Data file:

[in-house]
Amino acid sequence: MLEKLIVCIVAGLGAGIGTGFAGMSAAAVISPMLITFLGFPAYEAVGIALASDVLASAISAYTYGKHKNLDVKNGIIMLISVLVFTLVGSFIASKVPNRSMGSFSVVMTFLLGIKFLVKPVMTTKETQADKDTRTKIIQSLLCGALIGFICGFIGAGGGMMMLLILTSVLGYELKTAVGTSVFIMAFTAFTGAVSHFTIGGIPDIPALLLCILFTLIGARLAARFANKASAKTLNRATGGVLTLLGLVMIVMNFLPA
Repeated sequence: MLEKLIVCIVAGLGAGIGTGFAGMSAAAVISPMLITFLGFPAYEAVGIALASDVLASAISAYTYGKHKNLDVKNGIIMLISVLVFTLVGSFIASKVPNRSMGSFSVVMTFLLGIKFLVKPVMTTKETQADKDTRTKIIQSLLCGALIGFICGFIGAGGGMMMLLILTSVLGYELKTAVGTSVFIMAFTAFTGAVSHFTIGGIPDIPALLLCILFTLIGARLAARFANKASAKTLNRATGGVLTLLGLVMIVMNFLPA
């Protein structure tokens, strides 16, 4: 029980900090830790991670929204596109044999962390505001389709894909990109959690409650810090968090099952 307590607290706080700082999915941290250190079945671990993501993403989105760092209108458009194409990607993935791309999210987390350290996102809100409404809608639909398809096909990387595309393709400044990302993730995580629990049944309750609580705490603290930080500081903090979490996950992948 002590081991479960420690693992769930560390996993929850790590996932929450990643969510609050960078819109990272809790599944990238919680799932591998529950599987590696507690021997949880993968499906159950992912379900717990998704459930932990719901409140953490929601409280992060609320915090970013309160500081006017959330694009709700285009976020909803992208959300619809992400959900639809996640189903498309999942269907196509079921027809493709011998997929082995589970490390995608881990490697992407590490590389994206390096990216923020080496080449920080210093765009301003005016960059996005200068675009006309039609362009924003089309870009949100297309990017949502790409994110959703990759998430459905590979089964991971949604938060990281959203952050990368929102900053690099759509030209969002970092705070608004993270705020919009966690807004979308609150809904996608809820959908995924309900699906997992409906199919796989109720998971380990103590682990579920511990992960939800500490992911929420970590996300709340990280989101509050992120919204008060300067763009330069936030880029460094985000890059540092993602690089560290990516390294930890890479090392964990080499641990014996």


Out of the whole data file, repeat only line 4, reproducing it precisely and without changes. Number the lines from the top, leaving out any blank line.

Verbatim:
């Protein structure tokens, strides 16, 4: 029980900090830790991670929204596109044999962390505001389709894909990109959690409650810090968090099952 307590607290706080700082999915941290250190079945671990993501993403989105760092209108458009194409990607993935791309999210987390350290996102809100409404809608639909398809096909990387595309393709400044990302993730995580629990049944309750609580705490603290930080500081903090979490996950992948 002590081991479960420690693992769930560390996993929850790590996932929450990643969510609050960078819109990272809790599944990238919680799932591998529950599987590696507690021997949880993968499906159950992912379900717990998704459930932990719901409140953490929601409280992060609320915090970013309160500081006017959330694009709700285009976020909803992208959300619809992400959900639809996640189903498309999942269907196509079921027809493709011998997929082995589970490390995608881990490697992407590490590389994206390096990216923020080496080449920080210093765009301003005016960059996005200068675009006309039609362009924003089309870009949100297309990017949502790409994110959703990759998430459905590979089964991971949604938060990281959203952050990368929102900053690099759509030209969002970092705070608004993270705020919009966690807004979308609150809904996608809820959908995924309900699906997992409906199919796989109720998971380990103590682990579920511990992960939800500490992911929420970590996300709340990280989101509050992120919204008060300067763009330069936030880029460094985000890059540092993602690089560290990516390294930890890479090392964990080499641990014996």